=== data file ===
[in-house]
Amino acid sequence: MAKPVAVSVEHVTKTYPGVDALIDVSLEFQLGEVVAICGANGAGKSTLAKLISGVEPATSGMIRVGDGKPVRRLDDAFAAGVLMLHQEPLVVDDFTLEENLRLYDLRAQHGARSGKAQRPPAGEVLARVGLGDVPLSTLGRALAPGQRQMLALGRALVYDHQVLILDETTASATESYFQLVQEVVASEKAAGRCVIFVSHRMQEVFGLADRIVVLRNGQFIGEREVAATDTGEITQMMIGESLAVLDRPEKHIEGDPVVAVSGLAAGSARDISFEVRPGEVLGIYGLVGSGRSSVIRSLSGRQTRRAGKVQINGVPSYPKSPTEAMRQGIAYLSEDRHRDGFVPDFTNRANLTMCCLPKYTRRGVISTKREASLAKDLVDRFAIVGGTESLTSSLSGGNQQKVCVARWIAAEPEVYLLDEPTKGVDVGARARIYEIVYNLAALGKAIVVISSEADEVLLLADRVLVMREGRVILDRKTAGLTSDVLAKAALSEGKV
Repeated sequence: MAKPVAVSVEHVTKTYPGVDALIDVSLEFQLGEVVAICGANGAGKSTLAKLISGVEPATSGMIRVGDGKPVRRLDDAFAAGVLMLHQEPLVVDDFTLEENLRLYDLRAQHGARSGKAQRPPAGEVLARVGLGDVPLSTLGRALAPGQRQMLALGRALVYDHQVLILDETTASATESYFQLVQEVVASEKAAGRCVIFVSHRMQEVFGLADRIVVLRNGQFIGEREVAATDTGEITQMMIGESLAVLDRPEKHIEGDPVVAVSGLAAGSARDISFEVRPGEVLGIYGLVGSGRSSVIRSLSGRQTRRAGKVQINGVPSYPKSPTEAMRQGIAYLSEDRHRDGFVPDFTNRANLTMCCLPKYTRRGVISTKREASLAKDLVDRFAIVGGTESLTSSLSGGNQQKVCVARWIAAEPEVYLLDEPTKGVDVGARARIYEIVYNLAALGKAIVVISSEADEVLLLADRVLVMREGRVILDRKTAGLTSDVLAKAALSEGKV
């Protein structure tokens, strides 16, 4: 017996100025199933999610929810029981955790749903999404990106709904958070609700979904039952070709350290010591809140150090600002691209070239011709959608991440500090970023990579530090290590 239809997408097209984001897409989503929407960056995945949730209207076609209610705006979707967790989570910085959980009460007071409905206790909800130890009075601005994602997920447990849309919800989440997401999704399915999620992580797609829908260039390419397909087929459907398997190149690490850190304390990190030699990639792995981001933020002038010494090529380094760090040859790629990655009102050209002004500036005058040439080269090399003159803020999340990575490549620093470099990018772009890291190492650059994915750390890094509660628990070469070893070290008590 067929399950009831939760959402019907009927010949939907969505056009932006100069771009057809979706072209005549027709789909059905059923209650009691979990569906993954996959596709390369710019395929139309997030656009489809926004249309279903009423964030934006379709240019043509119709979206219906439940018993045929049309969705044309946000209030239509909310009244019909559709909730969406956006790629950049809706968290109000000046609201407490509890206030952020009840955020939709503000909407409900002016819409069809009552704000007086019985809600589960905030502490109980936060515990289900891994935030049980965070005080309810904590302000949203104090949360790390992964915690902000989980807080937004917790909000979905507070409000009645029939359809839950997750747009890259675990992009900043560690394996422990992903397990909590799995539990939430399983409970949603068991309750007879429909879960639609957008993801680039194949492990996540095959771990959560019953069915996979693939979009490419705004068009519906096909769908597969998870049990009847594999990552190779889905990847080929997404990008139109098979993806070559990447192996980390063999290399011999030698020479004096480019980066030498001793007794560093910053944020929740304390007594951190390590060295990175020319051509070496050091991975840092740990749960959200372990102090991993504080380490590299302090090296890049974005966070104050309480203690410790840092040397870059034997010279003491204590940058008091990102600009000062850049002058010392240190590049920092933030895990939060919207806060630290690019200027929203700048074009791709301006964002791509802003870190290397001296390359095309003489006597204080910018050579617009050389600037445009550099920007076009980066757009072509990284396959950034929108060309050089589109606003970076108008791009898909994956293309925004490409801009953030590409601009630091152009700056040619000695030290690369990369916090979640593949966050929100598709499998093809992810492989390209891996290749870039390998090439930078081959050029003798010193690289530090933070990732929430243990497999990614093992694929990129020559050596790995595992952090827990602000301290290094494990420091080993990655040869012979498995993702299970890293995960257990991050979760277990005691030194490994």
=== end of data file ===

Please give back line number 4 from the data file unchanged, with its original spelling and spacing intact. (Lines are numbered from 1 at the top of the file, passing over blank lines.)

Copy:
């Protein structure tokens, strides 16, 4: 017996100025199933999610929810029981955790749903999404990106709904958070609700979904039952070709350290010591809140150090600002691209070239011709959608991440500090970023990579530090290590 239809997408097209984001897409989503929407960056995945949730209207076609209610705006979707967790989570910085959980009460007071409905206790909800130890009075601005994602997920447990849309919800989440997401999704399915999620992580797609829908260039390419397909087929459907398997190149690490850190304390990190030699990639792995981001933020002038010494090529380094760090040859790629990655009102050209002004500036005058040439080269090399003159803020999340990575490549620093470099990018772009890291190492650059994915750390890094509660628990070469070893070290008590 067929399950009831939760959402019907009927010949939907969505056009932006100069771009057809979706072209005549027709789909059905059923209650009691979990569906993954996959596709390369710019395929139309997030656009489809926004249309279903009423964030934006379709240019043509119709979206219906439940018993045929049309969705044309946000209030239509909310009244019909559709909730969406956006790629950049809706968290109000000046609201407490509890206030952020009840955020939709503000909407409900002016819409069809009552704000007086019985809600589960905030502490109980936060515990289900891994935030049980965070005080309810904590302000949203104090949360790390992964915690902000989980807080937004917790909000979905507070409000009645029939359809839950997750747009890259675990992009900043560690394996422990992903397990909590799995539990939430399983409970949603068991309750007879429909879960639609957008993801680039194949492990996540095959771990959560019953069915996979693939979009490419705004068009519906096909769908597969998870049990009847594999990552190779889905990847080929997404990008139109098979993806070559990447192996980390063999290399011999030698020479004096480019980066030498001793007794560093910053944020929740304390007594951190390590060295990175020319051509070496050091991975840092740990749960959200372990102090991993504080380490590299302090090296890049974005966070104050309480203690410790840092040397870059034997010279003491204590940058008091990102600009000062850049002058010392240190590049920092933030895990939060919207806060630290690019200027929203700048074009791709301006964002791509802003870190290397001296390359095309003489006597204080910018050579617009050389600037445009550099920007076009980066757009072509990284396959950034929108060309050089589109606003970076108008791009898909994956293309925004490409801009953030590409601009630091152009700056040619000695030290690369990369916090979640593949966050929100598709499998093809992810492989390209891996290749870039390998090439930078081959050029003798010193690289530090933070990732929430243990497999990614093992694929990129020559050596790995595992952090827990602000301290290094494990420091080993990655040869012979498995993702299970890293995960257990991050979760277990005691030194490994």